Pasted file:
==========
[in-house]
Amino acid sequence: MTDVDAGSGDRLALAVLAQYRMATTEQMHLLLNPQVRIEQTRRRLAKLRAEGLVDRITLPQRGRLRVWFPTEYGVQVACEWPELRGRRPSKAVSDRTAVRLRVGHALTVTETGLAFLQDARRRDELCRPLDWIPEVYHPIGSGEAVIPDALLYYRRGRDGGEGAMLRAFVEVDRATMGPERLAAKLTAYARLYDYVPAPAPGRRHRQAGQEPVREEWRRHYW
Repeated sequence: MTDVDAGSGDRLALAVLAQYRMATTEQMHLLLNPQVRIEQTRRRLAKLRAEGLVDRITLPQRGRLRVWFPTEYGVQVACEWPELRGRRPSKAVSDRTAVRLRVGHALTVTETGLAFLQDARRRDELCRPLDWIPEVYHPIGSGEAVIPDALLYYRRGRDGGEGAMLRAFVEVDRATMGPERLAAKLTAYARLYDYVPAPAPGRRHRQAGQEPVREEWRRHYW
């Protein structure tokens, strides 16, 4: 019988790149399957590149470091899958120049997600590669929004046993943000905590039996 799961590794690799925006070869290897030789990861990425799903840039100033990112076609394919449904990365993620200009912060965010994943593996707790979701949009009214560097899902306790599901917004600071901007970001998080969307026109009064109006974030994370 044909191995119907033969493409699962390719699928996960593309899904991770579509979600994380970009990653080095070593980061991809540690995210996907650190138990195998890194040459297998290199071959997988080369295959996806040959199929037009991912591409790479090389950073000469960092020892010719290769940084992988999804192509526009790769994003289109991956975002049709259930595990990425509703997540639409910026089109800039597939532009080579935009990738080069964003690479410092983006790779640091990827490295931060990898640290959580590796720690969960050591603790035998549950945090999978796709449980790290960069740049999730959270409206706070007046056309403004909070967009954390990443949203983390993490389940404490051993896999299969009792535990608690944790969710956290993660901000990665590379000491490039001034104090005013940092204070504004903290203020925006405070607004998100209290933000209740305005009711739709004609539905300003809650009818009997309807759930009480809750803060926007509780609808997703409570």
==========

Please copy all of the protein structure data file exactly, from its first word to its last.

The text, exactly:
[in-house]
Amino acid sequence: MTDVDAGSGDRLALAVLAQYRMATTEQMHLLLNPQVRIEQTRRRLAKLRAEGLVDRITLPQRGRLRVWFPTEYGVQVACEWPELRGRRPSKAVSDRTAVRLRVGHALTVTETGLAFLQDARRRDELCRPLDWIPEVYHPIGSGEAVIPDALLYYRRGRDGGEGAMLRAFVEVDRATMGPERLAAKLTAYARLYDYVPAPAPGRRHRQAGQEPVREEWRRHYW
Repeated sequence: MTDVDAGSGDRLALAVLAQYRMATTEQMHLLLNPQVRIEQTRRRLAKLRAEGLVDRITLPQRGRLRVWFPTEYGVQVACEWPELRGRRPSKAVSDRTAVRLRVGHALTVTETGLAFLQDARRRDELCRPLDWIPEVYHPIGSGEAVIPDALLYYRRGRDGGEGAMLRAFVEVDRATMGPERLAAKLTAYARLYDYVPAPAPGRRHRQAGQEPVREEWRRHYW
């Protein structure tokens, strides 16, 4: 019988790149399957590149470091899958120049997600590669929004046993943000905590039996 799961590794690799925006070869290897030789990861990425799903840039100033990112076609394919449904990365993620200009912060965010994943593996707790979701949009009214560097899902306790599901917004600071901007970001998080969307026109009064109006974030994370 044909191995119907033969493409699962390719699928996960593309899904991770579509979600994380970009990653080095070593980061991809540690995210996907650190138990195998890194040459297998290199071959997988080369295959996806040959199929037009991912591409790479090389950073000469960092020892010719290769940084992988999804192509526009790769994003289109991956975002049709259930595990990425509703997540639409910026089109800039597939532009080579935009990738080069964003690479410092983006790779640091990827490295931060990898640290959580590796720690969960050591603790035998549950945090999978796709449980790290960069740049999730959270409206706070007046056309403004909070967009954390990443949203983390993490389940404490051993896999299969009792535990608690944790969710956290993660901000990665590379000491490039001034104090005013940092204070504004903290203020925006405070607004998100209290933000209740305005009711739709004609539905300003809650009818009997309807759930009480809750803060926007509780609808997703409570």